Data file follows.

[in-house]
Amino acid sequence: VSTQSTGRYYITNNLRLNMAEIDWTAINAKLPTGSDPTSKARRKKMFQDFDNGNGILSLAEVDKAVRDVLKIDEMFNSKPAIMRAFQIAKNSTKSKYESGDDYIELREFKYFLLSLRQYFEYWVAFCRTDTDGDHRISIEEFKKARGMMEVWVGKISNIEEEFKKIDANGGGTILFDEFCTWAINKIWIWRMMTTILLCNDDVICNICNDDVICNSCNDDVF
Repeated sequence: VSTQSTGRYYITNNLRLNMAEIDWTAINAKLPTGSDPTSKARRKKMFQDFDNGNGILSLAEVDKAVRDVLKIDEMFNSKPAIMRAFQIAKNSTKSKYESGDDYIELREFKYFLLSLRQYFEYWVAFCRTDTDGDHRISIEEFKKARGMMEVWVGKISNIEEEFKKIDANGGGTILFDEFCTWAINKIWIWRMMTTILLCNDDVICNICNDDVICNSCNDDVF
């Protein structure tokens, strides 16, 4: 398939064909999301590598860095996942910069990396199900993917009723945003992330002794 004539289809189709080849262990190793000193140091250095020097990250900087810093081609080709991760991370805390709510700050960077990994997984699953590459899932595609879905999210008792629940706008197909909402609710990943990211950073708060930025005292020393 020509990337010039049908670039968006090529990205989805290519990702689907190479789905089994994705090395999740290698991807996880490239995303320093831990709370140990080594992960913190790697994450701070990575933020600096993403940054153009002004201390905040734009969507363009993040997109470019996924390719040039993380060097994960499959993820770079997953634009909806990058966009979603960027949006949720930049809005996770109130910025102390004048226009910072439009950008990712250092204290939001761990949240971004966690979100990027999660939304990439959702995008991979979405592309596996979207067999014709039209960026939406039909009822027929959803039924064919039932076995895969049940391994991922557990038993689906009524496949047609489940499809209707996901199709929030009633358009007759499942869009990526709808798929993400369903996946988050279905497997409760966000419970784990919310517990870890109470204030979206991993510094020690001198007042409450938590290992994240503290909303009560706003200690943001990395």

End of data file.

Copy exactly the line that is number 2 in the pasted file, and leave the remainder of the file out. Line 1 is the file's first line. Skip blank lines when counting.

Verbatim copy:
Amino acid sequence: VSTQSTGRYYITNNLRLNMAEIDWTAINAKLPTGSDPTSKARRKKMFQDFDNGNGILSLAEVDKAVRDVLKIDEMFNSKPAIMRAFQIAKNSTKSKYESGDDYIELREFKYFLLSLRQYFEYWVAFCRTDTDGDHRISIEEFKKARGMMEVWVGKISNIEEEFKKIDANGGGTILFDEFCTWAINKIWIWRMMTTILLCNDDVICNICNDDVICNSCNDDVF